Cells were seeded in 24-well plates and grown to confluence. Then, the medium was removed, fresh medium was added, and the cells were treated with different concentrations of clotrimazole (0, 50 and 100 μM) for 24 h. After this incubation, the cells were trypsinized, centrifuged (10 min x 5000 rpm), resuspended in 10 mM potassium phosphate buffer (pH 7.4), and counted in a hemacytometer. All protein concentrations were analyzed by the method of Lowry [62].

Hexokinase (HK), Phosphofructokinase (PFK), Pyruvate kinase (PK) and Glucose-6-phosphate dehydrogenase (G6PDH) activities were assayed as described previously [21].

Mitochondrial membrane potential

Cells were seeded in 12-well plates and grown to confluence. Then, the medium was removed, fresh medium was added, and the cells were treated with different concentrations of clotrimazole (0, 50 and 100 μM) for 24 h. After this incubation, the cells were trypsinized, centrifuged (10 min x 5000 rpm), and resuspended in PBS buffer (1 x 106 cells). The mitochondrial membrane potential was measured with rhodamine 123, which is a cell-permeable, cationic, fluorescent dye. MCF-7 cells were incubated with rhodamine 123 (1 mg/mL) for 15 min in the dark. The samples were analyzed with a FACSCalibur flow cytometer (Becton-Dickinson, Franklin Lakes, NJ, USA) equipped with CellQuest software (Joseph Trotter, Scripps Research Institute, San Diego, CA, USA). A total of 10,000 events were acquired in the region previously established to correspond to the MCF-7 cells, and the fluorescence of rhodamine was captured by the respective filter (FL-1: 530 ± 30 nm). The results were analyzed using the "Windows Multiple Document Interface for Flow Cytometry" (WinMDI) application.

Apoptosis and necrosis detection by flow cytometry

Cells were seeded in 12-well plates and grown to confluence. Then, the medium was removed, fresh medium was added, and the cells were treated with different concentrations of clotrimazole (0, 50 and 100 μM) for 24 h. After this incubation, the cells were trypsinized, centrifuged (10 min x 5000 rpm), and resuspended in PBS buffer (1 x 106 cells). Cell death by apoptosis or necrosis was quantified by using annexin V conjugates or 1 mg/mL propidium iodide (PI), respectively (Molecular Probes, Invitrogen, São Paulo, SP, Brazil). The conjugate for annexin V was Alexa Fluor 488, and the fluorescence was detected at 495/519 nm excitation/emission, whereas PI fluorescence was detected above 670 nm; all measurements were performed with a FACSCalibur flow cytometer (Becton-Dickinson, Franklin Lakes, NJ, USA) equipped with CellQuest software (Joseph Trotter, Scripps Research Institute, San Diego, CA, USA). A total of 10,000 events were acquired. The results were analyzed using the "Windows Multiple Document Interface for Flow Cytometry" (WinMDI) application. Apoptotic or necrotic cells were expressed as percentages of the total number of cells.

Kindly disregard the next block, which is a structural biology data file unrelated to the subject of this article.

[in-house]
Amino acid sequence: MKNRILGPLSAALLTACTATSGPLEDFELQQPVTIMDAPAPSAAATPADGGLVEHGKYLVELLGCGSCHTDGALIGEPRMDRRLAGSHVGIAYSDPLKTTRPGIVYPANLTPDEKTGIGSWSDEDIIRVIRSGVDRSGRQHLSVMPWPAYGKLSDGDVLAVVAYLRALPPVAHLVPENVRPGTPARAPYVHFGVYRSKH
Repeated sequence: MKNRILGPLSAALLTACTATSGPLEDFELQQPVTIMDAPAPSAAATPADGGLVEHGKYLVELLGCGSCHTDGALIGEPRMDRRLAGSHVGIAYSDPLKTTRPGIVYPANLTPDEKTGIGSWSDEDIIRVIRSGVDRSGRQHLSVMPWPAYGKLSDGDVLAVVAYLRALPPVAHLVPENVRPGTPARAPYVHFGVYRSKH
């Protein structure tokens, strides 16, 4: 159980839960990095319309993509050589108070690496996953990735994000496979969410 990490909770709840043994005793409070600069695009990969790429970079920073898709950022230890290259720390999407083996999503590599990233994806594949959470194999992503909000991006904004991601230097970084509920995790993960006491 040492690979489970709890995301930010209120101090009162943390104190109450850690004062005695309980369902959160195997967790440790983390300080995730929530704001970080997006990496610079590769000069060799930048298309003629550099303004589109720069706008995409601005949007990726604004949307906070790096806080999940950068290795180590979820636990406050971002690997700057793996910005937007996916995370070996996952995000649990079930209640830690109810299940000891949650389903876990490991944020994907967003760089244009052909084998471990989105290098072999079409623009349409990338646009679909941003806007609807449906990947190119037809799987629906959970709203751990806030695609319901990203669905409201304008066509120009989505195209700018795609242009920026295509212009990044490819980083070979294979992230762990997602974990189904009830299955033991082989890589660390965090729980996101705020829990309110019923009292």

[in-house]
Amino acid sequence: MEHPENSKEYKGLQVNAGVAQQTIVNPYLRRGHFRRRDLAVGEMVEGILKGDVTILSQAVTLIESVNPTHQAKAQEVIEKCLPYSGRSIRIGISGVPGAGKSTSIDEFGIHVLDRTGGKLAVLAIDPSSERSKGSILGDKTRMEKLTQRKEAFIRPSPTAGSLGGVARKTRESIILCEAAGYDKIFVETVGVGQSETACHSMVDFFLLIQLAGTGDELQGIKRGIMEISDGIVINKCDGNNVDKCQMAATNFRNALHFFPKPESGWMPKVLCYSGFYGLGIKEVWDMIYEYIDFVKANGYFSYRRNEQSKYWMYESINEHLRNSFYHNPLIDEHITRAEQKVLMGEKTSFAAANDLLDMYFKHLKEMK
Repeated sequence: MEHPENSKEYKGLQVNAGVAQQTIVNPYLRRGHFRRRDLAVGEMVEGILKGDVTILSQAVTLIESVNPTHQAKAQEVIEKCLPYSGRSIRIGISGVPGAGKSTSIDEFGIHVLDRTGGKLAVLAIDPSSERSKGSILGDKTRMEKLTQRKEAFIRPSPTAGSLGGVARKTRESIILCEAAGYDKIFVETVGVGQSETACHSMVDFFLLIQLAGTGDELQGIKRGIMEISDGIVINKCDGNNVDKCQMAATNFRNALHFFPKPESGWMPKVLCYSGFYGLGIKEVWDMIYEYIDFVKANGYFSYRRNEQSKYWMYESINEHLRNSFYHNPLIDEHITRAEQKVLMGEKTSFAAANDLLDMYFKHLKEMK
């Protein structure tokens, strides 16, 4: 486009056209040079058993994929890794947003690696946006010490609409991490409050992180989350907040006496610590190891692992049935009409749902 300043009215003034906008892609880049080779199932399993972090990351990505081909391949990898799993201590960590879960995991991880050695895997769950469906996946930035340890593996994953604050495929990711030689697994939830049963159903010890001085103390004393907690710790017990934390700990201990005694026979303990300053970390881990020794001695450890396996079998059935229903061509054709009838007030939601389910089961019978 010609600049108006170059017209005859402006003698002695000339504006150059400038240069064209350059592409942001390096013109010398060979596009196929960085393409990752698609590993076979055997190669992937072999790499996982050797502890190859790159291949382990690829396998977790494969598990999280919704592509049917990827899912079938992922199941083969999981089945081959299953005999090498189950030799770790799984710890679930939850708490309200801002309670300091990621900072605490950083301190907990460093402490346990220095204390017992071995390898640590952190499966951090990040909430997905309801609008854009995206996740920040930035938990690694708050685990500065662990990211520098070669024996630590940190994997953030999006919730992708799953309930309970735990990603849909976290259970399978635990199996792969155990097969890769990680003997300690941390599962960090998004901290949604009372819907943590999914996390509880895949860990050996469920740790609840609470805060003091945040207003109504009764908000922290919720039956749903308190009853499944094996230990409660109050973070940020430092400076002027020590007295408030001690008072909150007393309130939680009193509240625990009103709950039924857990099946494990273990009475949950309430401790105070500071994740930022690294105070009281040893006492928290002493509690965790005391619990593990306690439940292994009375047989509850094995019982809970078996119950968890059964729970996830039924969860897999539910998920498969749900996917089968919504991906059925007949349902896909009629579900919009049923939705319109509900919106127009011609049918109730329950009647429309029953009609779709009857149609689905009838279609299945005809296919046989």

Glutathione analyses

Glutathione quantification was measured using the Glutathione Assay Kit (GSH, GSSG and total) (BioVision, USA). This kit distinguishes between reduced glutathione (GSH), oxidized glutathione (GSSG) and total glutathione. The fluorescent product was read at 420 nm with excitation at 340 nm in a VICTOR3 multilabel reader (PerkinElmer, Waltham, MA, USA).

Incorporation of CTZ in Oil-Water nanomicelles

The appropriate amount of CTZ was diluted in DMSO and mixed with an adequate volume of water/Tween 80 solution. The system was gently stirred, and the final CTZ molar concentration was 5 mM.

Analysis of Microemulsions by DLS

The previously prepared microemulsions were analyzed by dynamic light scattering (DLS) using the DynaPro Nanostar DLS system (Wyatt Technology, Santa Barbara, CA, USA). Microemulsions were first centrifuged to ensure that all CTZ was incorporated. Then, the distribution and the size of nanoparticles were analyzed at temperatures from 25–60°C.

Statistical analysis

Graphs, statistical analyses and non-linear regressions were prepared using the software SigmaPlot 10.0 integrated with SigmaStat 3.1 packages (Systat, CA, USA). All values were presented as the means ± standard error of the mean (S.E.M). Two-tailed ANOVA and Bonferroni’s post-hoc test were used to compare differences among the experimental data. P values ≤ 0.05 were accepted as statistically significant.

Author Contributions

Conceived and designed the experiments: II ROMAdS MSP PZ. Performed the experiments: MCM ACF. Analyzed the data: MCM ACF MSP PZ. Contributed reagents/materials/analysis tools: ROMAdS ACF PZ. Wrote the paper: MSP PZ.